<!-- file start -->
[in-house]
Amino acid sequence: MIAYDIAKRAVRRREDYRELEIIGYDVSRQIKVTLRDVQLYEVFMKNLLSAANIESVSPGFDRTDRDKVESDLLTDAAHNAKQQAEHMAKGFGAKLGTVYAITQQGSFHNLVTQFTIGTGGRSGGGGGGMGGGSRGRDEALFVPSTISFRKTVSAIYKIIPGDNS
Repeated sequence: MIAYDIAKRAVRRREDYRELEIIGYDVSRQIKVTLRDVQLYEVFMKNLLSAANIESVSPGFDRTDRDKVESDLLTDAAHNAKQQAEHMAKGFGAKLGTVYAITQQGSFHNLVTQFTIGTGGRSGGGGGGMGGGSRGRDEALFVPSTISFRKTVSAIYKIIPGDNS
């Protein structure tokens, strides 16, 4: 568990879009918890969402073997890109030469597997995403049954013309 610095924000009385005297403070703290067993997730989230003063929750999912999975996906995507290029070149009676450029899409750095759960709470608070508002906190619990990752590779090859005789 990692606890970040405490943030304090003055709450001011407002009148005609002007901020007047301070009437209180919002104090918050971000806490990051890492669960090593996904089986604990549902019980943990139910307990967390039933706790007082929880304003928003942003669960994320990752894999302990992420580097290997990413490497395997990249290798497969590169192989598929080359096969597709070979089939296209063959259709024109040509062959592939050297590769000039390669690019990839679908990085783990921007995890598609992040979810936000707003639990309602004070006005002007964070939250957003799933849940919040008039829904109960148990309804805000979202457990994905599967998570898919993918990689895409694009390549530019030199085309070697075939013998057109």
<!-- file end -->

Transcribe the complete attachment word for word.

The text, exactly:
[in-house]
Amino acid sequence: MIAYDIAKRAVRRREDYRELEIIGYDVSRQIKVTLRDVQLYEVFMKNLLSAANIESVSPGFDRTDRDKVESDLLTDAAHNAKQQAEHMAKGFGAKLGTVYAITQQGSFHNLVTQFTIGTGGRSGGGGGGMGGGSRGRDEALFVPSTISFRKTVSAIYKIIPGDNS
Repeated sequence: MIAYDIAKRAVRRREDYRELEIIGYDVSRQIKVTLRDVQLYEVFMKNLLSAANIESVSPGFDRTDRDKVESDLLTDAAHNAKQQAEHMAKGFGAKLGTVYAITQQGSFHNLVTQFTIGTGGRSGGGGGGMGGGSRGRDEALFVPSTISFRKTVSAIYKIIPGDNS
């Protein structure tokens, strides 16, 4: 568990879009918890969402073997890109030469597997995403049954013309 610095924000009385005297403070703290067993997730989230003063929750999912999975996906995507290029070149009676450029899409750095759960709470608070508002906190619990990752590779090859005789 990692606890970040405490943030304090003055709450001011407002009148005609002007901020007047301070009437209180919002104090918050971000806490990051890492669960090593996904089986604990549902019980943990139910307990967390039933706790007082929880304003928003942003669960994320990752894999302990992420580097290997990413490497395997990249290798497969590169192989598929080359096969597709070979089939296209063959259709024109040509062959592939050297590769000039390669690019990839679908990085783990921007995890598609992040979810936000707003639990309602004070006005002007964070939250957003799933849940919040008039829904109960148990309804805000979202457990994905599967998570898919993918990689895409694009390549530019030199085309070697075939013998057109």